In my last post, I described the research path I followed to determine whether and how Julius and Joe Goldfarb were related to my grandmother Gussie Brotman. After much searching, I had established the following with some degree of certainty:
Julius and Joseph Goldfarb were both sons of Sam and Sarah Goldfarb. Sarah and Sam had lived in Grombow/Grebow, Poland, before immigrating to the United States, which was the same town my great-uncles Abraham Brotman and David Brotman had listed as their home on the ship manifest when they immigrated in 1889. Sam Goldfarb had arrived in 1892, Sarah in 1896. Sarah came with four children, Julius (Joel), Morris (Moische), Gussie (Gitel), and Bessie (Pesie). They had sailed to Philadelphia, and in 1900, they were living in Pittsgrove, New Jersey, where my great-grandfather’s brother Moses Brotman was also residing. By that time, Sarah and Sam (called Solomon on the 1900 census) had had two more children: Joseph and Leo (or Lewis). Sam was working as a tailor, perhaps even in my grandmother’s first cousin Abraham Brotman’s factory in Pittsgrove, New Jersey.
By 1902, Sam and Sarah had moved to the Lower East Side of New York City where their seventh child, Rosie, was born on February 9, 1902. They were living across the street from my grandmother and her family on Ridge Street; my great-grandmother Bessie (Brod) Brotman was then a widow, as my great-grandfather Joseph Brotman had died in 1901. According to the 1905 census, Sam Goldfarb was working as a cloak maker.
In 1910, the Goldfarbs were living on Avenue C in New York, and Sam was still working as a tailor in a cloak factory. Their son Julius was working as a conductor on a street car, and Morris as a cutter in a neckwear factory.
In April 1910, Sam and Sarah’s daughter Gussie married Max Katz, a window decorator who was born in Russia; on the 1910 census, Gussie and Max are listed as living with Max’s parents in Brooklyn. According to the marriage index on FamilySearch, Gussie Goldfarb’s mother’s birth name was “Brohmen,” one of the clues that made me think that Sarah was a relative of my great-grandfather, Joseph Brotman.
In 1915, Gussie and Max had moved out on their own and were living on Malta Street in Brooklyn. Max was working in the men’s clothing business.
I found another clue for Sarah’s birth name on her son Julius’ marriage license, as indexed on FamilySearch: Sarah Brothman. Julius married Ida Hecht in November, 1913. In 1915, Sam and Sarah and the remaining five unmarried children (Morris, Bessie, Joe, Leo, and Rose) were still living on Avenue C in the same building as my great-uncle Hyman Brotman and his family. Sam was still working as a tailor, as was his son Morris.
Based on these two New York City marriage index listings, one for the marriage of Gussie Goldfarb and one for the marriage of Julius Goldfarb, it looked like their mother Sarah’s birth name was Brothman or Brohmen. To find out more, I would need to order the actual records plus any other vital records that might reveal Sarah’s parentage and family. So I ordered these two marriage records; I also ordered the birth record for Sarah and Sam’s last child, Rosie.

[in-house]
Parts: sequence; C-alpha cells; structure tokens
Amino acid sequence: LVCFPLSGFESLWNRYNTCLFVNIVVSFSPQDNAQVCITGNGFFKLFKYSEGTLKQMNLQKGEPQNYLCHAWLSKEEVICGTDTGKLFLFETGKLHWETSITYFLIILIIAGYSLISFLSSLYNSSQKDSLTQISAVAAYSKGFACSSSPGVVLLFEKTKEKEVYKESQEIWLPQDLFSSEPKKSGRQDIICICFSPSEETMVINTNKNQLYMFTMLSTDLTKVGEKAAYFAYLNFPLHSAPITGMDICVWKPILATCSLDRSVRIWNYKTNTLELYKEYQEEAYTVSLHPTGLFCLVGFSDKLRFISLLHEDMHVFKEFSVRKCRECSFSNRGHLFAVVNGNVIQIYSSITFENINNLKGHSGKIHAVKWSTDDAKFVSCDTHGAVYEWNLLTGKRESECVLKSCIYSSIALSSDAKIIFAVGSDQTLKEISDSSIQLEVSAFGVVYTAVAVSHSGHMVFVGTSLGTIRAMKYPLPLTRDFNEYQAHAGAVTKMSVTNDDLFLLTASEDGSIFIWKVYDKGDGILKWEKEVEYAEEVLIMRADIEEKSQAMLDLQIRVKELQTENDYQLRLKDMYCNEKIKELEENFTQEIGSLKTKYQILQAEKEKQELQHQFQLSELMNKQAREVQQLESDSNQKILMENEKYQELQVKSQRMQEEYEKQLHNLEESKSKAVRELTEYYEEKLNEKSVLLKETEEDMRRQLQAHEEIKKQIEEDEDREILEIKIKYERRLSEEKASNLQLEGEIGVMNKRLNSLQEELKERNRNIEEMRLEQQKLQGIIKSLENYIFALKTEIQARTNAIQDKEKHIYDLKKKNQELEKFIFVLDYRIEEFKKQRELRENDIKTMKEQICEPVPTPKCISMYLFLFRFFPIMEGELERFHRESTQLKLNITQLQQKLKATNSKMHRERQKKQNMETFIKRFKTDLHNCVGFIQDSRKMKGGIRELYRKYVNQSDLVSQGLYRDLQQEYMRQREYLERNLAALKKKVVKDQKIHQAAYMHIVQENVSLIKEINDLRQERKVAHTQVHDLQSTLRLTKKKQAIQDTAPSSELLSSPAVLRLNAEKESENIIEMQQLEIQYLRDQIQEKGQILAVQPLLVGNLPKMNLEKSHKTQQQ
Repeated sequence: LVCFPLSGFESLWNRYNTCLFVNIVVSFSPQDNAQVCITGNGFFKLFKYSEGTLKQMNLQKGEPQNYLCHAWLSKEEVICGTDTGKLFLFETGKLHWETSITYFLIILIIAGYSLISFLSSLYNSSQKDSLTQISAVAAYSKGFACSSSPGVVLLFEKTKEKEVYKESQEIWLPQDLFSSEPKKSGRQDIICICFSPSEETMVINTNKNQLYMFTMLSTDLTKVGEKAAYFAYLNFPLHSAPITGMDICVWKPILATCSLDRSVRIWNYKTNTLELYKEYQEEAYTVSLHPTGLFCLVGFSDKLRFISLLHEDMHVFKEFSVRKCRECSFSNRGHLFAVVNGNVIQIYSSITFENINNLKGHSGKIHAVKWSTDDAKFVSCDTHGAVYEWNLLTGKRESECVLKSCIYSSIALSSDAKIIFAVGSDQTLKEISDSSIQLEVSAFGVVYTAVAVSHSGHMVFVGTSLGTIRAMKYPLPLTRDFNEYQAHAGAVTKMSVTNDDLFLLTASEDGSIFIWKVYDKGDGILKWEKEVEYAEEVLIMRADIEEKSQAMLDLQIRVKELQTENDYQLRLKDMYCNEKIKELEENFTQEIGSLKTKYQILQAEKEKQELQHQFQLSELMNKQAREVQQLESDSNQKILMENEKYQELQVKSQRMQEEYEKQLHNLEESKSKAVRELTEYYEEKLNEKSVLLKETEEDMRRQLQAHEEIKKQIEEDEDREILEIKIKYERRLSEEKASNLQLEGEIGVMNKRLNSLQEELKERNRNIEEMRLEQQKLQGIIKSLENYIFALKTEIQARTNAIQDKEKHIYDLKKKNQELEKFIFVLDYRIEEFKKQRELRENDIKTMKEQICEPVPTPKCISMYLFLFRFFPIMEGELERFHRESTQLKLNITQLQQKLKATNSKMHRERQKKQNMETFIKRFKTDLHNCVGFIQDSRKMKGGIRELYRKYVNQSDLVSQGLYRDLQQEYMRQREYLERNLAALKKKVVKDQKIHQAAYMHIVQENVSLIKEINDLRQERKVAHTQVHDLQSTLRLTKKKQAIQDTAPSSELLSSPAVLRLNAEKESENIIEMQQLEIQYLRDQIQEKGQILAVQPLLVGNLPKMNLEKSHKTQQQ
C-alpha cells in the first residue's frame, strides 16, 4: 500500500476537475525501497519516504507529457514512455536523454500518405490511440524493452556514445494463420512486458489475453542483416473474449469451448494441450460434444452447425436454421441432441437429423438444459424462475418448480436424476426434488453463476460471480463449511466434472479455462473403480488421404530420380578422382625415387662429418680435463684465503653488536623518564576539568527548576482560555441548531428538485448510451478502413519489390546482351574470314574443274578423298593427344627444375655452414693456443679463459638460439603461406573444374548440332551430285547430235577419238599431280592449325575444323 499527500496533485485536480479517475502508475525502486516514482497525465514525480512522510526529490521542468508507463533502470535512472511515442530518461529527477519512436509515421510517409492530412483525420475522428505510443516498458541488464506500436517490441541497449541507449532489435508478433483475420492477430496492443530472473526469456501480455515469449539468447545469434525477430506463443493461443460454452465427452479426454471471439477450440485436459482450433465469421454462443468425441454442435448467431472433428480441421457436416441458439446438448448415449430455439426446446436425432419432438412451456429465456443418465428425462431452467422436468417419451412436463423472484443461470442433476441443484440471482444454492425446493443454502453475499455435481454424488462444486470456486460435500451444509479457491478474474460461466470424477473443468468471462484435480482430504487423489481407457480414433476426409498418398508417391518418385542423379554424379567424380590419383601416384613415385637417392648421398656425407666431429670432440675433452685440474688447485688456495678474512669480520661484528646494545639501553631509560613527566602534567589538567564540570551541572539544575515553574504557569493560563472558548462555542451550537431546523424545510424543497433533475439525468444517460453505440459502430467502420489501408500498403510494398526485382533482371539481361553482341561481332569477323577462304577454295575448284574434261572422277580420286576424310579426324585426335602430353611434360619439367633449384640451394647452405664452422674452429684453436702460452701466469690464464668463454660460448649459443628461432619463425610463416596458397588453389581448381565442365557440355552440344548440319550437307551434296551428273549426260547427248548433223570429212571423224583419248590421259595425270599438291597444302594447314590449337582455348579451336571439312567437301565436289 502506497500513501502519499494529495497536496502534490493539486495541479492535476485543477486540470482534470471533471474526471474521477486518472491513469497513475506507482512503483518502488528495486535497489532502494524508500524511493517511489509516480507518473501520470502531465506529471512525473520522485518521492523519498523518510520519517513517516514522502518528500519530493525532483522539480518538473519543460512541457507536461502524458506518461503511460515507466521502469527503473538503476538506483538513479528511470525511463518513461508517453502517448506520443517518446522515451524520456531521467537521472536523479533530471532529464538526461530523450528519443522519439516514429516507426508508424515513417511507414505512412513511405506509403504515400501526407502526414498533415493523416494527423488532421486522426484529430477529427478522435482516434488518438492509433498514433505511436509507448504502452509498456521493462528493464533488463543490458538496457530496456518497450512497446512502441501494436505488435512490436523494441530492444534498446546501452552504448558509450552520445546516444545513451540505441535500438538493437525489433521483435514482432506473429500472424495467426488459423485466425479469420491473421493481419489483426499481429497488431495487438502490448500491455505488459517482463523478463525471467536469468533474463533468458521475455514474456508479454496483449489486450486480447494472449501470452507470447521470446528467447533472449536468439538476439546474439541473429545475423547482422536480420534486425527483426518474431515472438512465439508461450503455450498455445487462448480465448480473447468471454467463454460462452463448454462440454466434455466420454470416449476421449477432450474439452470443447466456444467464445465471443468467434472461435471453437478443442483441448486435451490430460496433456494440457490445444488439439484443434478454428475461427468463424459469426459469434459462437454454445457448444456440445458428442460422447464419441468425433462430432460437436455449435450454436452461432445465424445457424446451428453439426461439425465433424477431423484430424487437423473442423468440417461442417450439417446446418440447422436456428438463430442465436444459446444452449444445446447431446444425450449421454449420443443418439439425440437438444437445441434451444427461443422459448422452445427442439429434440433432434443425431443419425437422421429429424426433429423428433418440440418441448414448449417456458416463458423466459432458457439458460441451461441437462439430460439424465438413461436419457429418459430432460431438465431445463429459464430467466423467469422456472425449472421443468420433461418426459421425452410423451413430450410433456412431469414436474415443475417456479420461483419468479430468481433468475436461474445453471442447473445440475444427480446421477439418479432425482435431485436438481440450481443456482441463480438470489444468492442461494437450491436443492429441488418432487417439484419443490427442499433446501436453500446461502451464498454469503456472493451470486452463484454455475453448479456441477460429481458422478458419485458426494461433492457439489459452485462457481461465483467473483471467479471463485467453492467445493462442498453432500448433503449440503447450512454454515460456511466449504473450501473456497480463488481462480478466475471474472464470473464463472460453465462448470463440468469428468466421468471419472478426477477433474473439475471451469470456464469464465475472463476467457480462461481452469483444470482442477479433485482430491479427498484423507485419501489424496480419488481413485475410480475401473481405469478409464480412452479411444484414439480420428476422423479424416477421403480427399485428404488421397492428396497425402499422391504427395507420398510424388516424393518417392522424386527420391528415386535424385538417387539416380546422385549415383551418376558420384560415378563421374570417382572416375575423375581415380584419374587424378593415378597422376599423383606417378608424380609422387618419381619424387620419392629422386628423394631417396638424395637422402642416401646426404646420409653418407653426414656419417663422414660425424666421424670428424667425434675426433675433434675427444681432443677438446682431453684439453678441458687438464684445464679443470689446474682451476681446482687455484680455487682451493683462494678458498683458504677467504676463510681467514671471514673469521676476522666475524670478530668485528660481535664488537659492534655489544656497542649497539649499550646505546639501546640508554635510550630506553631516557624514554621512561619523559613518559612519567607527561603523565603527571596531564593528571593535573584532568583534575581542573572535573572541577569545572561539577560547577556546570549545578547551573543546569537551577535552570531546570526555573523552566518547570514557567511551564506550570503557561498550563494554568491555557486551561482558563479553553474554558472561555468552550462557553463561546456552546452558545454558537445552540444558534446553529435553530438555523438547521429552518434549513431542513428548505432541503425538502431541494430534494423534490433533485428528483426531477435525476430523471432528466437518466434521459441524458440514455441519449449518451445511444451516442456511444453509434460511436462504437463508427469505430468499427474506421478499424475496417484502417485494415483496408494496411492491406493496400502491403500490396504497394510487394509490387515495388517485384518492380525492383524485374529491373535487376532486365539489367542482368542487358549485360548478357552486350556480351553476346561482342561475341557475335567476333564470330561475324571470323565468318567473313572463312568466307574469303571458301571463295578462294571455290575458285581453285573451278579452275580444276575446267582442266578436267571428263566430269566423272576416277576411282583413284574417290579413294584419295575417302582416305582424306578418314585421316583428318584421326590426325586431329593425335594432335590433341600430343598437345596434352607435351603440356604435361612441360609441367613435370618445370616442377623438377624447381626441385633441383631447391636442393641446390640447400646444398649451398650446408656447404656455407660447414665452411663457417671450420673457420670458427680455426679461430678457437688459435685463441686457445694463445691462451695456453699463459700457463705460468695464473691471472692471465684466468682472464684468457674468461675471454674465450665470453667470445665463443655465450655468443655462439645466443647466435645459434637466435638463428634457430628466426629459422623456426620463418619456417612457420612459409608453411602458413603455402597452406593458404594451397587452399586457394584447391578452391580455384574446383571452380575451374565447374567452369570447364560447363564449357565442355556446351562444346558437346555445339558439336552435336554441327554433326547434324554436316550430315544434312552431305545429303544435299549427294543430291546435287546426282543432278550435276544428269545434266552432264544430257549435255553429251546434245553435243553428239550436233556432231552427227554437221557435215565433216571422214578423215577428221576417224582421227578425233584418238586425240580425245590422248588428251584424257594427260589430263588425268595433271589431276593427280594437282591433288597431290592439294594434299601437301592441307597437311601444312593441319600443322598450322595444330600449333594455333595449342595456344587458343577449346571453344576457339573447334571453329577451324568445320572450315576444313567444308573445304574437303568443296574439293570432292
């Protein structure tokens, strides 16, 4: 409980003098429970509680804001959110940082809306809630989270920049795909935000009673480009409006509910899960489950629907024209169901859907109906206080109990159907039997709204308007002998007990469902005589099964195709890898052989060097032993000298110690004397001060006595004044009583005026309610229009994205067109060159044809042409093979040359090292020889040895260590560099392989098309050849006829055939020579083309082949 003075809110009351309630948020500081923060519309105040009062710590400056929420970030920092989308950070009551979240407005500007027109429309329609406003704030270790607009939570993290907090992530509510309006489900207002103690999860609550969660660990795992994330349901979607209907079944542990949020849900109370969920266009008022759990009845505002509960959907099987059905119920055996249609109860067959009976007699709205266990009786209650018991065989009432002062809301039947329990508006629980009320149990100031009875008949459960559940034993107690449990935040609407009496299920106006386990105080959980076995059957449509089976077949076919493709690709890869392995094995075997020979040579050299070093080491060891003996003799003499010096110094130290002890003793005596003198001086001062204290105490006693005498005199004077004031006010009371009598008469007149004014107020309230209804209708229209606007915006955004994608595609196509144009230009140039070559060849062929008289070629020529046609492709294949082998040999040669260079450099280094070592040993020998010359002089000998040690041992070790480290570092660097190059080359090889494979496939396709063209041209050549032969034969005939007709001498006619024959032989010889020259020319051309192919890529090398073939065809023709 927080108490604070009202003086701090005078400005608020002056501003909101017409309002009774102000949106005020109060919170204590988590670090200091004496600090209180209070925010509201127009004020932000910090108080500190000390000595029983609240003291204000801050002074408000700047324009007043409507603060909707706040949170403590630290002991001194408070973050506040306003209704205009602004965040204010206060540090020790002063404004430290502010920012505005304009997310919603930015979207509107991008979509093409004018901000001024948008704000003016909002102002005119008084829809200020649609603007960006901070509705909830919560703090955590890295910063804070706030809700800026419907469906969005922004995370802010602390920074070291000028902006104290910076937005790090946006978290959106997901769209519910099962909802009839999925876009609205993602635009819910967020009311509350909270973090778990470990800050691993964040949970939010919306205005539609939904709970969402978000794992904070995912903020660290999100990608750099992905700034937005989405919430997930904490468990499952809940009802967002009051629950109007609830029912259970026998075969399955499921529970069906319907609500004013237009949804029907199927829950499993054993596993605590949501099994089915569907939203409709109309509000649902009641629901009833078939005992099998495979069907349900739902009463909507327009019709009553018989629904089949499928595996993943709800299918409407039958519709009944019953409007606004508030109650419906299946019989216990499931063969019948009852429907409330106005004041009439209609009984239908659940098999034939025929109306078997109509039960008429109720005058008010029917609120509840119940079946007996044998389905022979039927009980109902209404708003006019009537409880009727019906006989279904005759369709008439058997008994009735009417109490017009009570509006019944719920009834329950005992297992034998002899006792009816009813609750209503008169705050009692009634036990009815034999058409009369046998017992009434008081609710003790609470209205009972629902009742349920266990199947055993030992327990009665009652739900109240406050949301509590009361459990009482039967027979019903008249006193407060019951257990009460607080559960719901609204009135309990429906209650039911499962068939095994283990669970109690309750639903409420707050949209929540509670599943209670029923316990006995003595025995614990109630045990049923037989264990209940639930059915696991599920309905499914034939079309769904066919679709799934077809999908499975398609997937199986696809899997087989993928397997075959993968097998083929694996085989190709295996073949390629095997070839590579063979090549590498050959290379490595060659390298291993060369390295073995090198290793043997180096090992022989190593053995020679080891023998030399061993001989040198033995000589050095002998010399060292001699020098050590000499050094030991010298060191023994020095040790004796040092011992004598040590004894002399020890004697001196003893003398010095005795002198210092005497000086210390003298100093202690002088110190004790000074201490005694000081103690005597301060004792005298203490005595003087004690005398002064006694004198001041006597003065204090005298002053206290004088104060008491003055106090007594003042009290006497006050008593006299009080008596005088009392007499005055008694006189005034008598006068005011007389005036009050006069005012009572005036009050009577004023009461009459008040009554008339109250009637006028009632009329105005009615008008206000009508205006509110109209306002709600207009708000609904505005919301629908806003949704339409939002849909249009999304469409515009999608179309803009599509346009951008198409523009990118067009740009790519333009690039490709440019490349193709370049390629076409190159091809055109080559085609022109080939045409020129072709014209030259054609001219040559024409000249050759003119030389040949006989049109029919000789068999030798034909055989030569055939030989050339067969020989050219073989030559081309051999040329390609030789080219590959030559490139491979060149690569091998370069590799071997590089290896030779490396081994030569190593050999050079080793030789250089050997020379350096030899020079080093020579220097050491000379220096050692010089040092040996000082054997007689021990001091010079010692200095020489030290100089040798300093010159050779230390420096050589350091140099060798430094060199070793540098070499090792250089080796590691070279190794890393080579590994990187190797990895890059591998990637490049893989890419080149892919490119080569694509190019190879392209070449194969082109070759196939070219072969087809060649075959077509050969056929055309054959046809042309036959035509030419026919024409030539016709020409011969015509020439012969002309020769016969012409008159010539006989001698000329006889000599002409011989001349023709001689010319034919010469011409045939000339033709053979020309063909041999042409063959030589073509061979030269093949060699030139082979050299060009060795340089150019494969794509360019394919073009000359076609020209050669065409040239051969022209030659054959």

The marriage record for Gussie was consistent with the information on the NYC marriage index, except that it was evident that Gussie’s mother’s name was not spelled Brohmen, but Brotmen, on the actual certificate.
The actual marriage record for Julius Brotman and Ida Hecht was also consistent with what I’d seen on the index in terms of Sarah’s birth name—Brothman. But the record revealed a new mystery.
Ida’s mother’s birth name certainly looks like it was Taube Brotman, doesn’t it? (The index said Braitmer.) Who was this? Perhaps Taube Hecht had come to see my aunt as a baby not simply because her daughter Ida was married to my grandmother’s cousin Julius; maybe she came because she herself was a Brotman relative. I decided to put that mystery aside for the time being and focus on Sarah Goldfarb.
And Rosie Goldfarb’s birth record made me really scratch my head. It gave Sarah Goldfarb’s name before marriage as S. Braud or maybe Brand. Not Brotman or Brothman or Brotmen. I was confused. Was it Brod? Was Sarah actually my great-grandmother Bessie Brod’s sister, and not the sister of my great-grandfather Joseph Brotman. Obviously I needed to do more digging.
Having first worked backward in time, I now worked from 1915 forward to see what else I might find to help me determine if Sarah Goldfarb was a Brod or a Brotman. Both Julius and his brother Morris registered for the draft in World War I. I’d already seen the draft registration card for Julius, but had not seen the card for Morris. It added no new information, but confirmed that he was born in “Grombow Galicia Austria.”
On February 2, 1919, Morris married Anna Grinbaum in Brooklyn, according to the NYC marriage index. I ordered a copy of his marriage record, and his record listed his mother’s birth name as Sarah Brod. Now I had two records that indicated Sarah’s birth name was not Brotman, like my great-grandfather, but Brod, like my great-grandmother. I wanted to hit my head against the wall!
Tragedy struck the Goldfarb family when Sarah and Sam’s oldest daughter, Gussie, died on May 13, 1919 at age 29 from acute lobar pneumonia. As far as I can tell, Gussie and her husband Max Katz had not had any children. On Gussie’s death certificate, her parents’ names are listed as Solomon Goldfarb and Sarah Brotman. Another point for Brotman.